On June 27, the Supreme Court ruled that a high school football coach’s prayers at a public school were protected free speech. This ruling is a blatant attempt by six member so of the court to inflict a certain political and religious agenda on the rest of the country. It erodes the separation of church and state in public schools.
What happened in this case? Joseph Kennedy, a high school football coach in Washington State, prayed with his team on the field at a game. The school superintendent told Kennedy that actively inviting (i.e. coercing) players to join him in Christian prayer on the 50-yard-line was a violation of school policy — and the Constitution’s Establishment Clause.
Kennedy refused to stop the prayers, and was placed on administrative leave. He sued the school district and went to the media, bringing national attention to the situation. As a result, the high school football team members found themselves in the spotlight, where they were essentially forced to pray or face the consequences of non-participation.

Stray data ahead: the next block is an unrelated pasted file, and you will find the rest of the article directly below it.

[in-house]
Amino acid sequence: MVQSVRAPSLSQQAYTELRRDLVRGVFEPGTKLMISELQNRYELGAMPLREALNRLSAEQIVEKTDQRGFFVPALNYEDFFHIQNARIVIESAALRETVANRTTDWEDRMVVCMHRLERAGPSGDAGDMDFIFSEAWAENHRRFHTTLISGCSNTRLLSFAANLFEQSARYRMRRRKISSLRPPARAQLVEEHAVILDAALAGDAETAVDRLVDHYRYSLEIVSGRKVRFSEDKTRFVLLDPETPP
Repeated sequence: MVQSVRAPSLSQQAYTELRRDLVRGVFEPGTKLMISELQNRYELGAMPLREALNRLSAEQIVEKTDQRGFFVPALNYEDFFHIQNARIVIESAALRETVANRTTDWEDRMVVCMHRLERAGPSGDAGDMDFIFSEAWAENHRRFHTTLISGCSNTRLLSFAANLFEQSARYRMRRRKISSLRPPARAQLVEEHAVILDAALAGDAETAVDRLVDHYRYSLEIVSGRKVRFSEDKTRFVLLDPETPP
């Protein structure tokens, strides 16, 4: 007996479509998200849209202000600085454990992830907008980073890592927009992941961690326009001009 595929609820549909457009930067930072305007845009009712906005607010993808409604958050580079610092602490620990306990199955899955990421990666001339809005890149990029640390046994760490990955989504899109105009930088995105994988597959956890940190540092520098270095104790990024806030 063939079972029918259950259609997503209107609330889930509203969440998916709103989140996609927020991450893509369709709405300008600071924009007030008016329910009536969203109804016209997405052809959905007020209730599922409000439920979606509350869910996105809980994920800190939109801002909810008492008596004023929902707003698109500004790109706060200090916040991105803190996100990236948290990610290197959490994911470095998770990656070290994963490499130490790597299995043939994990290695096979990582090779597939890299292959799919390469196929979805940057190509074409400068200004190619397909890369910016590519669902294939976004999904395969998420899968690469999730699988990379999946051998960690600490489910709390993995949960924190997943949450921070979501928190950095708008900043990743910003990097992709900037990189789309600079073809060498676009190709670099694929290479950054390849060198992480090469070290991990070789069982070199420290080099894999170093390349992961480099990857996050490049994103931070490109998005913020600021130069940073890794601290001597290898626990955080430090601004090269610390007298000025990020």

Writing for a 6-3 majority, Justice Neil Gorsuch described Kennedy’s proselytizing on government property during a public-school function as “private,” “personal” and “quiet.”
It was none of the above. Rather, the coach’s religious display was public, vocal and coercive; as players and community members testified at subsequent hearings, participation was “expected.” This left at least one atheist team member feeling “uncomfortable and unsafe” as, at one point, more than 500 people ran down onto the field to join in Kennedy’s prayers.
What does this mean moving forward? This ruling opens the door for staff at public schools to push their own faith on students, and is a step toward turning public schools into places where students can be indoctrinated. This ruling also exacerbates the risk that religious minorities already face, including exclusion, bullying, threats, physical harm and erasure.